SUDBURY -- After moving online and over the phone during the pandemic, the Northern Initiative for Social Action (NISA) has reopened its doors again, although in a much smaller capacity.

"We used to see 50-to-60 people a day, sometimes as much as 80," said the new executive director Martin Boucher.

"Now we see under 10 by appointment."

In person appointments started again last Tuesday, giving some members the chance for one-on-one support visits that are anywhere from 45 minutes to an hour in length, something that officials say are crucial.

"As much as it has been supportive for all of us to be able to connect over ZOOM and connect over the phone there's kind of a depth and magic that comes from meeting someone in person," explained Kaitlyn Matson, an in-house peer support worker at NISA.

"It's been very much appreciated by anyone who's been able to come and have an appointment with us."

Throughout the pandemic, NISA started offering services over the phone and online in order to stay connected with its members.

Those services are currently still in place as the organization starts to prepare for a larger reopening in person.

However, things at the centre will look different as the pandemic continues.

"Before the pandemic you were able to just pop in and leave as you pleased, now we have a little bit more structure," said Matson.

"So you'll come in, you'll go through a process of screening - so we ask kind of the questions that you hear at a lot of different organizations. We ask that folks bring face coverings or some variety and then folks, once they go through the screening and it comes back that all is well, they can continue upstairs."

Temperature checks are also happening in the lobby before members or staff can go upstairs to the center.

Right now NISA is open by appointment only on Tuesdays and Thursdays with a focus on members who don't have access to ZOOM or the phone.

On top of being open to in-person appointments again, the organization is also welcoming new leadership.

Boucher stepped into his new role on Monday, a job that he says has been his goal to secure ever since he started at NISA.

"It's a position that's interested me for a while," he said.

"When I first came to NISA as a student, actually in 2009, I was just amazed by the work they were doing. Having been a peer myself, not having that experience of being in a space where people talk so openly about it, it was just eye opening. I could see the potential that NISA had in the community and it's always been my interest to work in a leadership role and to move onto system level mental health work."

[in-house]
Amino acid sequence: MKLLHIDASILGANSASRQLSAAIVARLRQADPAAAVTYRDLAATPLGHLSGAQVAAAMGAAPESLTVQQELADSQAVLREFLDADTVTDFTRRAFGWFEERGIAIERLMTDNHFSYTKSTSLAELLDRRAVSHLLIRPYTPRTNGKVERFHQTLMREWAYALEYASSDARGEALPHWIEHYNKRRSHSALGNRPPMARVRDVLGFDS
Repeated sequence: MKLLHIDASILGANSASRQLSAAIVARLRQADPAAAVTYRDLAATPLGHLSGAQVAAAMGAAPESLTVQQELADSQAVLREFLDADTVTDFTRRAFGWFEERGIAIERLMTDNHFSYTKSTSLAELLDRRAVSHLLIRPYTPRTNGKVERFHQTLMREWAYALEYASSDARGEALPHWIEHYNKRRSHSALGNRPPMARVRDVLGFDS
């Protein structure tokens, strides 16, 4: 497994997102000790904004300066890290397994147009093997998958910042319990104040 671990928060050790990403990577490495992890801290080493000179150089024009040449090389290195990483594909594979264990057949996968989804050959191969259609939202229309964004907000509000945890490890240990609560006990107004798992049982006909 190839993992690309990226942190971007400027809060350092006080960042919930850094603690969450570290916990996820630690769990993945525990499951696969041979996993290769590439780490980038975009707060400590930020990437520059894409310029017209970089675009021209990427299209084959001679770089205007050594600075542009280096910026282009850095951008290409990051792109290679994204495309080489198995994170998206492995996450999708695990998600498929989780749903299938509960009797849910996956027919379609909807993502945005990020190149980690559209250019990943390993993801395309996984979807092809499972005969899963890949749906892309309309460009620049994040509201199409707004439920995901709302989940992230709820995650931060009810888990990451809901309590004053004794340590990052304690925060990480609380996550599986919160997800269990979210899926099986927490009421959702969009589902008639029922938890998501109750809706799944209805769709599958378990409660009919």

Although a unique time to be taking on a new role, Boucher says after 7 years as a NISA employee, he is ready to take on his new title.

"I'm feeling good, I'm feeling optimistic. I've worked at this organization for quite a while now, so I know about its mission and I really believe in its mission. I'm excited to take this on,” he said.

“It's an odd time to do this, and there's going to be some unique challenges, but I think that we can face them."

Right now NISA has no public timeline on when the center will be able to open in a larger capacity and welcome back some of the groups hosted at the center.

However, Boucher says that they are looking into ways to bring more people back in person while still following public health guidelines.

He adds that NISA is ready to adjust its plans depending on the number of cases locally and what is needed to keep everyone safe.

"The first thing that I'm going to focus on is safety," he said.

"So we're in a reopening phase, we're in phase 1, we're doing a step wise reopening and people are concerned about a second wave. There might be some changes that extend for a few years even. Hopefully not closures as we've experienced, but certainly some changes in how services will be delivered over time. So my first priority is safety."

Even though the center is only opened on a small scale, staff and clients are happy about the small reopening.

"I can confidently say that all of the folks that I've met are incredibly excited to see people face-to-face again," said Matson.

"The biggest question I get is 'when are we just reopening in general? When do I get to see more people?' There's excitement and hope going forward."